Innovation, Technology and Risk

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Slides from a presentation I gave at ASAE's Great Ideas conference. I discuss what innovation is, how it should be incorporated into operations, and what role technology and risk play in the innovation process.

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  • This point comes from Drucker's book that I cite earlier in the presentation. He indicates that a key element of enabling innovation is for organization's to be ruthless in eliminating products, services or programs that no longer deliver value. In my experience, this is something at which many organizations fail miserably. Thus, I use it as part of my closing on how to move forward.<br /><br/>
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Innovation, Technology and Risk

  1. 1. Innovation and Risk Associations and Technology C. David Gammel, CAE High Context Consulting www.highcontext.com
  2. 2. “Orville Wright did not have a pilot’s license.” Gordon MacKenzie, Orbiting the Giant Hairball.
  3. 3. “The future is already here. It’s just not very evenly distributed.” William Gibson, author. NPR Talk of the Nation, 30 November 1999.
  4. 4. What is Innovation Changing the yield of resources. (Supply) Changing the value and satisfaction obtained from resources by the consumer. (Demand) Peter F. Drucker, Innovation and Entrepreneurship.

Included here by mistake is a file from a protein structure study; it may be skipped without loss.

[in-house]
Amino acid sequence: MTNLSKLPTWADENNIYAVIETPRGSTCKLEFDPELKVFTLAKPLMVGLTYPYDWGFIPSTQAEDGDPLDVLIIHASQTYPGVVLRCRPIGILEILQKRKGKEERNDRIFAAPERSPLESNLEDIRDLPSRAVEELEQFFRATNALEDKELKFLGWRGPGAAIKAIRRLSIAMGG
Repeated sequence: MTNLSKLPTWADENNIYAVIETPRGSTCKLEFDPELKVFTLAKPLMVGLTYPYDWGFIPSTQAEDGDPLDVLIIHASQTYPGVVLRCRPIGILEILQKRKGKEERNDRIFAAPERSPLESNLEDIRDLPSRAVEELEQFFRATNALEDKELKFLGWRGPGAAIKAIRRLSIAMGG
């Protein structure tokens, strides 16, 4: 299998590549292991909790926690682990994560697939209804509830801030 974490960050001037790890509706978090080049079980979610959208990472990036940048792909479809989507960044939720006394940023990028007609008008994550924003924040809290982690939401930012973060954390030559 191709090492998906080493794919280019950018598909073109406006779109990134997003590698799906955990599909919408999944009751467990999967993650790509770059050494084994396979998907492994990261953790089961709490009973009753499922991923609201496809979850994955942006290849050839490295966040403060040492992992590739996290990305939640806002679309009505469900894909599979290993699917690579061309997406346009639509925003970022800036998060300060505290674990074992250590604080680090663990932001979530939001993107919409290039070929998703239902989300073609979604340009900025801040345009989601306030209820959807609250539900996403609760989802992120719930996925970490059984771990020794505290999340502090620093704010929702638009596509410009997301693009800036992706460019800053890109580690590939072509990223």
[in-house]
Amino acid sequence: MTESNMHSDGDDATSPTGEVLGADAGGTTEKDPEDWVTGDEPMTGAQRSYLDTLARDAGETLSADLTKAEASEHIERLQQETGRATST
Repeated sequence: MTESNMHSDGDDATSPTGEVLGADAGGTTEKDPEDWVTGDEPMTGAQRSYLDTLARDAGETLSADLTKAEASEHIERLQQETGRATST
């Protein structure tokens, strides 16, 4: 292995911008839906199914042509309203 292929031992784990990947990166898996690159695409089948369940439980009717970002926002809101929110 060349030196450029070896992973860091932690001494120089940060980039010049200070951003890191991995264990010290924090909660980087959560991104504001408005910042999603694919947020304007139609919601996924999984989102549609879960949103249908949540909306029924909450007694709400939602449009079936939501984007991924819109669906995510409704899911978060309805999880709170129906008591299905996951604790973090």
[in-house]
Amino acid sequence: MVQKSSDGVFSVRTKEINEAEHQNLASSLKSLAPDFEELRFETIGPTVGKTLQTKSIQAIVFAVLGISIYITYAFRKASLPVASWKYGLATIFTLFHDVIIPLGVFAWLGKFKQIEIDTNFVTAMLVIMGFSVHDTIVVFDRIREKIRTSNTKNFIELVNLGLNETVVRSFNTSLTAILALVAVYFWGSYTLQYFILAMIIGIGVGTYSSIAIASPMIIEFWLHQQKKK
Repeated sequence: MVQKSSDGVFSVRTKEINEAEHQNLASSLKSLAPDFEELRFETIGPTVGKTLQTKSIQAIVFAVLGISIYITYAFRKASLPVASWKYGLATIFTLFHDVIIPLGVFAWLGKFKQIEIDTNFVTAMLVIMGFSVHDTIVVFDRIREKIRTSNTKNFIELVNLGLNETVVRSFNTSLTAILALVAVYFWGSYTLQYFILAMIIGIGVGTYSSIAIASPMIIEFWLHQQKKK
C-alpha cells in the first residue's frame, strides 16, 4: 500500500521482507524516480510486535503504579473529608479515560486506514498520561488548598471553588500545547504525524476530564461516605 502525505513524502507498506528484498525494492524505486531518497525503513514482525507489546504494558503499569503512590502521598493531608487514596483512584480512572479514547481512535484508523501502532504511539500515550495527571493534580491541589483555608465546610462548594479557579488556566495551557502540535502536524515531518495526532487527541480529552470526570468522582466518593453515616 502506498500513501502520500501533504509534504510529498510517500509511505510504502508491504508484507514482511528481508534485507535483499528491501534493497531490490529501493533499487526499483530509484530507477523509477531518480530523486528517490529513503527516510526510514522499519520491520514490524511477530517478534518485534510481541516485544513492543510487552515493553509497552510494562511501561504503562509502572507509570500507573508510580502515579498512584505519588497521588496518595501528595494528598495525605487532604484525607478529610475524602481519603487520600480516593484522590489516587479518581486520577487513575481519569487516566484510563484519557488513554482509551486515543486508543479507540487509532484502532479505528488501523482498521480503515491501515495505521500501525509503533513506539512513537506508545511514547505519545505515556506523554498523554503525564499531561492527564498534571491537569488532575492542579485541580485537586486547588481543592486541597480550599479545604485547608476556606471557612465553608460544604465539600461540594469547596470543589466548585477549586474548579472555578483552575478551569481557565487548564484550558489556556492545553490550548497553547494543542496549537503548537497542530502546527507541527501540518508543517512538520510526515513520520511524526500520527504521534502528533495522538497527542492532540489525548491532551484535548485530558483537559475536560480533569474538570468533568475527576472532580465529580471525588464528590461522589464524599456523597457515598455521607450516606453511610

5. 5. Why Innovation Matters “It is not the strongest of the species that survives, nor the most intelligent, but the one most responsive to change.” Charles Darwin
  6. 6. Why Tech Matters Will Do Could Have Strong Tech Should Have Won’t Do Weak Tech Strong Strategy Weak Strategy
  7. 7. Technology Adoption Curve Early Leading Trailing Laggards
  8. 8. Drucker’s Seven Sources of Innovation Intrinsic The unexpected. The incongruity. Process need. Changes in industry or market structure. Extrinsic Demographics. Changes in perception, mood, and meaning. New knowledge.
  9. 9. Risk/Reward Ratio -5 -4 -3 -2 -1 0 +1 +2 +3 +4 +5 +5 = Paradigm-breaking improvement. +4 = Dramatic improvement. +3 = Strong benefits. +2 = Minor benefits. +1 = Very minor improvement. -1 = Very minor setback. -2 = Minor setback, controllable. -3 = Public setback, requires damage control. -4 = Major defeat, financial damages, recovery time needed. -5 = Devastating losses. Source: Alan Weiss.
  10. 10. Supply Demand Unexpected Incongruity Process Need Industry/Market Change Demographics Perception, mood or meaning New knowledge
  11. 11. Technologies for Innovation Supply Demand Software as a Social Media/ Service Networking Virtualization Short-form eBooks On-demand Printing Mobile Content/ Services E-commerce Ubiquitous Internet Participatory Access Publishing
  12. 12. Associations in All But Name Strobist Blog www.strobist.com Blogher Conference www.blogher.com Adrian Bye’s MeetInnovators www.meetinnovators.com
  13. 13. Stop doing something...
  14. 14. Now, Innovate!

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